Newspaper article The Evening Standard (London, England)

Five Children on Peace Mission Open Games Spectacular; North and South Korea Put on a Show of Unity for Sport

Newspaper article The Evening Standard (London, England)

Five Children on Peace Mission Open Games Spectacular; North and South Korea Put on a Show of Unity for Sport

Article excerpt

Byline: Matt Majendie in Pyeongchang and Benedict Moore-Bridger

FIVE children went "on a time travel quest for peace" today as they followed a huge white tiger at the opening ceremony of the Winter Olympics.

The tiger, one of the "four guardian gods and protectors of peace", was part of a relatively low-key ceremony with fireworks lighting up the freezing night sky in Pyeongchang, where temperatures had dropped to -5C.

Also on stage was a blue dragon, a vermillion bird and a black tortoise. The mechanical animals were powered by actors and accompanied by a 200-strong troupe of drummers.

The athletes then walked into the stadium waving their national flags, with Great Britain the 52nd nation to enter. Athletes from both North and South Korea carried a Unification Flag.

International Olympic Committee president Thomas Bach, in his speech inside the Olympic stadium, focused on the title of the ceremony, Peace in Motion, with performers predominantly dressed in white.

He said the Games as a whole showed "the unique power of sport to unite people". Watching in the stands were US vice-president Mike Pence and the sister of North Korean leader Kim Jongun, Kim Yo-jong, who was expected to be one of three torchbearers to light the Olympic Flame at the end of the ceremony.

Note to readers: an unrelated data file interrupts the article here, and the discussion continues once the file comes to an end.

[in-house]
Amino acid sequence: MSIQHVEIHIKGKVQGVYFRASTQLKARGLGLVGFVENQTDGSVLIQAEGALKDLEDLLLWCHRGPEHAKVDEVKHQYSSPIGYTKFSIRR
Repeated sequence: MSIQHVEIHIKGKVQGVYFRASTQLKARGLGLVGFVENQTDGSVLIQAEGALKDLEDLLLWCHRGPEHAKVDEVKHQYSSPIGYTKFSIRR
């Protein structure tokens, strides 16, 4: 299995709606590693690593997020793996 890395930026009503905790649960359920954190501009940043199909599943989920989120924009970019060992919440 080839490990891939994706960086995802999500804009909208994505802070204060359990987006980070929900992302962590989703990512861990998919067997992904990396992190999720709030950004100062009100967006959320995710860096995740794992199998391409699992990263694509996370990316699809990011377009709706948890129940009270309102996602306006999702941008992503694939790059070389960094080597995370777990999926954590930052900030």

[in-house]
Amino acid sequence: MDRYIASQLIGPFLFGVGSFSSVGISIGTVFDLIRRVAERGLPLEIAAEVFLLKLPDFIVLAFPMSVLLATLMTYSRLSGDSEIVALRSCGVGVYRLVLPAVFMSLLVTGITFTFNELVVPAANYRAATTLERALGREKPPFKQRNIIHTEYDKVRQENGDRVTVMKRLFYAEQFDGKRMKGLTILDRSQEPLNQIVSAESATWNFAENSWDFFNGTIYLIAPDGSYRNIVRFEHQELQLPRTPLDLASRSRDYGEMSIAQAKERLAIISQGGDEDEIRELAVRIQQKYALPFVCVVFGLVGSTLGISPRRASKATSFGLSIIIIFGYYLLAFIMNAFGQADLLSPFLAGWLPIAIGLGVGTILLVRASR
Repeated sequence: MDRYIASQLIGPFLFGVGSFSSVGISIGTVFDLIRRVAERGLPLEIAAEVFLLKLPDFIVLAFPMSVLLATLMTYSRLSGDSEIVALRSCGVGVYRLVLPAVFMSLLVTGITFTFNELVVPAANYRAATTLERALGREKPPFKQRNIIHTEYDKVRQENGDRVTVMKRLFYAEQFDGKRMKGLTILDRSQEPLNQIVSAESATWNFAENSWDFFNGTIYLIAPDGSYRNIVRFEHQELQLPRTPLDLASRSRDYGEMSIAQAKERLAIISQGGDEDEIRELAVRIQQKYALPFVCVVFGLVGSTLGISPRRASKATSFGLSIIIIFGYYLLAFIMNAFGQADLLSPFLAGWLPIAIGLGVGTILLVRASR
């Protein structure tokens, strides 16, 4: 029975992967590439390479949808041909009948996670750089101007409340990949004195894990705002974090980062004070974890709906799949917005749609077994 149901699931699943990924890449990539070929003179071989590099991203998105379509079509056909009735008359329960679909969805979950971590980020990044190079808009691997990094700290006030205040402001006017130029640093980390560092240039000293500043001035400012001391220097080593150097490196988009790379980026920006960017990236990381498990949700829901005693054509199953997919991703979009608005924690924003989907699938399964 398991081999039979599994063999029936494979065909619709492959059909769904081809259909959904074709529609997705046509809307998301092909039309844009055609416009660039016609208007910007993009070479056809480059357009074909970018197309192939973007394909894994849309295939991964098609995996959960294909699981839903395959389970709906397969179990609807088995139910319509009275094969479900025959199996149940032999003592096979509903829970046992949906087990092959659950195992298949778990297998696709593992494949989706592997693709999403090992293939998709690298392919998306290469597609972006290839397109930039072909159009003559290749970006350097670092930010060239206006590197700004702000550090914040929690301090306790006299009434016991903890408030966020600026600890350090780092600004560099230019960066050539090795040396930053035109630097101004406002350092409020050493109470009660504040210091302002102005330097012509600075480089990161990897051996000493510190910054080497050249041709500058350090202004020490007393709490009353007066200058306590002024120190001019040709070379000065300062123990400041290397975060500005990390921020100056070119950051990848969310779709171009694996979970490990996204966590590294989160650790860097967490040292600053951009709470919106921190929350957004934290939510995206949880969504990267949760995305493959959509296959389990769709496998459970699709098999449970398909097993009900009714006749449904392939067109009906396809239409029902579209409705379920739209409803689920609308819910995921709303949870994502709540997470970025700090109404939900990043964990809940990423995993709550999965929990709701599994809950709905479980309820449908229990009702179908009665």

Mr Pence's presence followed an unprecedented war of words between President Trump and Kim Jong-un over the North's numerous missile tests last year, including rockets they claimed could reach the US mainland. Kim Yo-jong, dubbed the "princess", smiled for the cameras as she became the first member of Pyongyang's ruling dynasty to set foot in the South since the Korean War in the early Fifties. She is on a US sanctions list over alleged links to human rights abuses in North Korea.

The trip, together with 90-year-old ceremonial head of state Kim Yong-nam, was the diplomatic high point of an Olympics-driven rapprochement between the rival Koreas, which are technically still at war.

It emerged today that Mr Pence had skipped a dinner hosted by the South Korean president at which he was due to share a table with Kim Yong-nam.

Mr Pence reportedly briefly encountered him but they tried to avoid directly facing each other at the gathering before the opening ceremony.

Organisers want the Games to be known as the "Peace Olympics". Winter Olympics chief Lee Hee-Beom told the Standard the Games were a "historic moment for the region". He said: "Thirty years on since the Seoul 1988 Summer Games, we are once again putting our country on the world map, bringing nations together to celebrate sport and peace.

"North Korea participating in Pyeongchang 2018 reinforces our message of peace and shows that sport transcends politics. It is a very signifi-cant moment in our history and I wish them, and all the competing athletes the very best of luck. …

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